My Step Niece
Daughter of Tom Gray & Jean Gray Ulmer.
Stepdaughter of Sandy Koper Dzwonik (my sister) & Julian "Sandy" Ulmer.
Sister of Earl Gray.
Stepsister of Mike Dzwonik.
Mother of Stephanie Pann.
Murder Victim, her body has never been found.
A summary of Bernice's story from MICHIGAN DOES:
Bernice Charlotte Gray
Missing since: December 26, 1991
Classification: Endangered Missing
Bernice was last seen in St. Clair Shores dropping off her toddler at day care around 6:30 a.m. the morning of December 26, 1991. A neighbor in the area reported, and later testified to, hearing a gunshot around that same time. Bernice never showed up to work in Southfield that morning, and her bloodstained car was found four days later on Detroit's east side with two empty bullet casings inside. DNA tests later proved the blood in Bernice's car matched her own. The Macomb County medical examiner ruled Bernice was murdered based on the shell casings and amount of blood and brain matter in her car; and investigators believe she was shot twice in the head at a stop sign at the intersection of Gordon and Florence.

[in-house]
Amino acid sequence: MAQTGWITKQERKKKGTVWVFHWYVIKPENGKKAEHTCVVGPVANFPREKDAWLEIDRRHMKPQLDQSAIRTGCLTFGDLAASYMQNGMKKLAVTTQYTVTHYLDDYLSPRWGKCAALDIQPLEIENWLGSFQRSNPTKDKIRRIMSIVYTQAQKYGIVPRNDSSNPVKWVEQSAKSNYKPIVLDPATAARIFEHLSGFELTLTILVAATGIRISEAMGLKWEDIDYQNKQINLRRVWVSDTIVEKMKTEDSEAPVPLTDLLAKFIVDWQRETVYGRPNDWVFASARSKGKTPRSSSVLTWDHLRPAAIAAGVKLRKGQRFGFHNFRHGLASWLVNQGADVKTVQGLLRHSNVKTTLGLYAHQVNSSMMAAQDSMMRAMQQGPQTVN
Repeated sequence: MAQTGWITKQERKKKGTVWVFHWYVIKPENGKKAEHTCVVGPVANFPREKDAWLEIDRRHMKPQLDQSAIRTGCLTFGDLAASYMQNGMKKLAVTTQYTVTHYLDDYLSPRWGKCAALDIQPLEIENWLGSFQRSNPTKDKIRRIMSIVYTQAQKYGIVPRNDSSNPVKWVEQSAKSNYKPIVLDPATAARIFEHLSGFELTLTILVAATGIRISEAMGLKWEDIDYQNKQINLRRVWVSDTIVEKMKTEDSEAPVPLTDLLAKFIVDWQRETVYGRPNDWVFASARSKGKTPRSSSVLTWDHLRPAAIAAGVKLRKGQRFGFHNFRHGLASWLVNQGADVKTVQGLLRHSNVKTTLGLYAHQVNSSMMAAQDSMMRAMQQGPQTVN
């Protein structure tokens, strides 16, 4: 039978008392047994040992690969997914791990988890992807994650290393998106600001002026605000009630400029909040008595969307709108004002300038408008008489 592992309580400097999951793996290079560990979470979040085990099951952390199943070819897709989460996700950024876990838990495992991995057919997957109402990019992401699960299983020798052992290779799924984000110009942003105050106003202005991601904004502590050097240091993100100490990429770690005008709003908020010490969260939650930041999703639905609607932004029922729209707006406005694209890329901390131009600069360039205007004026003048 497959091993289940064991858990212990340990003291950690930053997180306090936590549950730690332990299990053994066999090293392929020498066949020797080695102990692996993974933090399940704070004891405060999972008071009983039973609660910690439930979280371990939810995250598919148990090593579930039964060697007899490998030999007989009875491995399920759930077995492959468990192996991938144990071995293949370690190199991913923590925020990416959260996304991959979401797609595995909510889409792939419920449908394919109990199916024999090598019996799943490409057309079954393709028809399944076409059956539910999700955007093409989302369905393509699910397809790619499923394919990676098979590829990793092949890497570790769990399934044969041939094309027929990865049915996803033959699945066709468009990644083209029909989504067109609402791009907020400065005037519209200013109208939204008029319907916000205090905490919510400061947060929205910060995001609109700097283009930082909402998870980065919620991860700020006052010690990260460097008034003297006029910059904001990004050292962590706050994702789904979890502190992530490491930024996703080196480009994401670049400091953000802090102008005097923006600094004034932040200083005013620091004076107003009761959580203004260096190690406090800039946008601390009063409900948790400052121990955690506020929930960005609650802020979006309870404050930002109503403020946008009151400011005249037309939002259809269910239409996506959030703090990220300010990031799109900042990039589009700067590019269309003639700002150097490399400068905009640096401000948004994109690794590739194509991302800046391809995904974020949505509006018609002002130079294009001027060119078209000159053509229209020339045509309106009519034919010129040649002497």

It is thought that Bernice was buried for a short period of time in a shallow grave on the outskirts of a 17-acre field where cadaver dogs picked up her scent. A Stephen King novel -- with pages bent dog-earred as Bernice was accustomed -- was found in the same area. It is believe her body was later moved from the shallow grave and reburied on land near the Ashland Chemical plant on Hoover near Toepfer, because Bernice's ex-boyfriend , Robert Pann, was charged in 1993 with filing a false police report after he told police a backhoe he owned was missing. The same backhoe later was found near a site at Hoover and Toepfer. Bernice's family believes she is buried somewhere near that site.
In January 2001, Robert Pann was convicted of first-degree murder by a circuit court jury for Bernice's murder. He was sentenced to a mandatory penalty of life in prison.
...Murder case resurfaces with ruling...
Prosecutor confident that appeals court won't hear convict's case..
PUBLISHED: July 20, 2006
By Jameson Cook
Macomb Daily Staff Writer
In a case that appeared to arise from oblivion, a Macomb Circuit Court judge recently ruled against ordering a new trial for a man convicted for a 1991 murder more than nine years after it happened and in which the victim's body was never found.
Robert William Pann, 47, lost his request for a new trial in a May ruling by Judge Donald Miller for the slaying of his girlfriend, Bernice Gray, but will be able to seek an appeal to the Michigan Court of Appeals.